wed 24/04/2019

book reviews and features

Susie Boyt: Love & Fame review - as highly strung as a violin factory

Markie Robson-Scott

At first glance, Susie Boyt’s sixth novel seems in danger of echoing her...

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Marcel Proust: Letters to the Lady Upstairs - a very slim volume

Sebastian Scotney

Marcel Proust was a prolific letter-writer. He wrote tens of thousands of them, and at speed, as can be seen from the two facsimiles which are included with the text of Letters to the Lady...

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Philip Pullman: La Belle Sauvage review - not quite equal

Katherine Waters

La Belle Sauvage, the first instalment of Philip Pullman’s eagerly-awaited new trilogy The Book of Dust, opens in the Trout, a rambling Thames-side pub on the outskirts of Port...

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Peggy Seeger: First Time Ever - A Memoir, review - a remarkable life

Liz Thomson

Seeger. A name to strike sparks with almost anyone, whether or not they have an interest in folk music...

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Niall Ferguson: The Square and the Tower review - of groups and power

Marina Vaizey

The controversial historian Niall Ferguson is the author of some dozen books, including substantial...

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Alan Hollinghurst: The Sparsholt Affair - pictures at an exhibition, with telling gaps

David Nice

Television has paid its dues to the 50th anniversary of the Sexual Offences Act - rather feebly, with some rotten acting, in Man in an Orange Shirt; brilliantly, with mostly superb...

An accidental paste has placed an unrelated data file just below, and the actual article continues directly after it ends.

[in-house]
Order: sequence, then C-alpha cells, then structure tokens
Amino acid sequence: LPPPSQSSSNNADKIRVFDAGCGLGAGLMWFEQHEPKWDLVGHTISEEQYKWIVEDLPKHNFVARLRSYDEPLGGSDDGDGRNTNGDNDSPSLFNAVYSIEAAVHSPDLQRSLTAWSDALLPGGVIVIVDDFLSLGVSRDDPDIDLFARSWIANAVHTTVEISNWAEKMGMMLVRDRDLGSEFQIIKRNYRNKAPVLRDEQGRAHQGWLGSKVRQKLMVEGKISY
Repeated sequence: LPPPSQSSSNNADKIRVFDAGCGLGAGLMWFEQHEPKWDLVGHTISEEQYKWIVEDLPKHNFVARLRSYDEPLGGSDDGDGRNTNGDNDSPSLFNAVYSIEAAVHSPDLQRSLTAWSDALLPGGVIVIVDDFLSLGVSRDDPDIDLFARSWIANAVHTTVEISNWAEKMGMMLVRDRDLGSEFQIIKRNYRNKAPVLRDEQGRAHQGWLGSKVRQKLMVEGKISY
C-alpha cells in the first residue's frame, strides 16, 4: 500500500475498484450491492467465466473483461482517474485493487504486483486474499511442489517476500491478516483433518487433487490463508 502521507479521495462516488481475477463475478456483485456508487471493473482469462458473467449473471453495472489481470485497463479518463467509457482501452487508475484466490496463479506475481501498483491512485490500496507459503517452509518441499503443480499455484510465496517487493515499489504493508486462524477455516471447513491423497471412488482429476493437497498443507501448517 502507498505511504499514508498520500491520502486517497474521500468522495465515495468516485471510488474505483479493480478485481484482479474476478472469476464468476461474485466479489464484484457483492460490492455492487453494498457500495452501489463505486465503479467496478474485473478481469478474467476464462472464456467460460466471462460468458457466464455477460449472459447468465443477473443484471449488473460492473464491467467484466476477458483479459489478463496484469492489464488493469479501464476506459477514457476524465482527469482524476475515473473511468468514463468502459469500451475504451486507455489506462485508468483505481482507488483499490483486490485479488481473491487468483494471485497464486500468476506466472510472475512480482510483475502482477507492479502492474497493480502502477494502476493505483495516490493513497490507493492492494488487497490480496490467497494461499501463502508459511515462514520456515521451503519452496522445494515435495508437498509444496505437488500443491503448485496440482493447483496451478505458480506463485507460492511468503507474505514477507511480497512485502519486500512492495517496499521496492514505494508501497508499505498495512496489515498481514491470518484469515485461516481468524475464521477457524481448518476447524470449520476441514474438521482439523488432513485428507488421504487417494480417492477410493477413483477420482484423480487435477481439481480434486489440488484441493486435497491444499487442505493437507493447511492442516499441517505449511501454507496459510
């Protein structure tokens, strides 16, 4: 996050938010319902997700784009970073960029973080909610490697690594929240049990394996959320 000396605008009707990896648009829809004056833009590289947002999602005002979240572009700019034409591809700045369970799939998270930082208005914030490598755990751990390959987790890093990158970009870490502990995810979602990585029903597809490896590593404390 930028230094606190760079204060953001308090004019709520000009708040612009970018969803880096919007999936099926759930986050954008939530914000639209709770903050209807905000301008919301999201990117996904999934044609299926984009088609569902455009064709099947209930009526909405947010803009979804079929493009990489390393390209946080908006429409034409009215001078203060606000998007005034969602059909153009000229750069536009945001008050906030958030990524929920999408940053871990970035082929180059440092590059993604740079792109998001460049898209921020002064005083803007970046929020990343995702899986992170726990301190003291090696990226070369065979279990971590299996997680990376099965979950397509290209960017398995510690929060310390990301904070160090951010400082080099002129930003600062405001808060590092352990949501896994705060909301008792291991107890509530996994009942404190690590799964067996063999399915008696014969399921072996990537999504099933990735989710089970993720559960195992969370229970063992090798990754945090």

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Henning Mankell: After the Fire review - of death and redemption

Marina Vaizey

The dour, reclusive disgraced doctor Fredrik Welin has appeared once before in Henning Mankell’s work, in The...

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h.Club 100 Awards 2017: The Winners

theartsdesk

At a festive ceremony on Tuesday night at The Hospital Club in central London, the winners...

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Orhan Pamuk: Istanbul, Memories and the City review – a masterpiece upgraded

Boyd Tonkin

Along with Balzac’s Paris and Dickens’s London, Orhan Pamuk’s Istanbul now ranks as one of the most illustrious author-trademarked cities in literary history. Yet, as...

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Roddy Doyle: Smile review - return of the repressed

Boyd Tonkin

Although he made his name with the generally upbeat grooves and licks of his Barrytown Trilogy, Roddy Doyle has often played Irish family and social life as a blues full of sorrow and regret. In...

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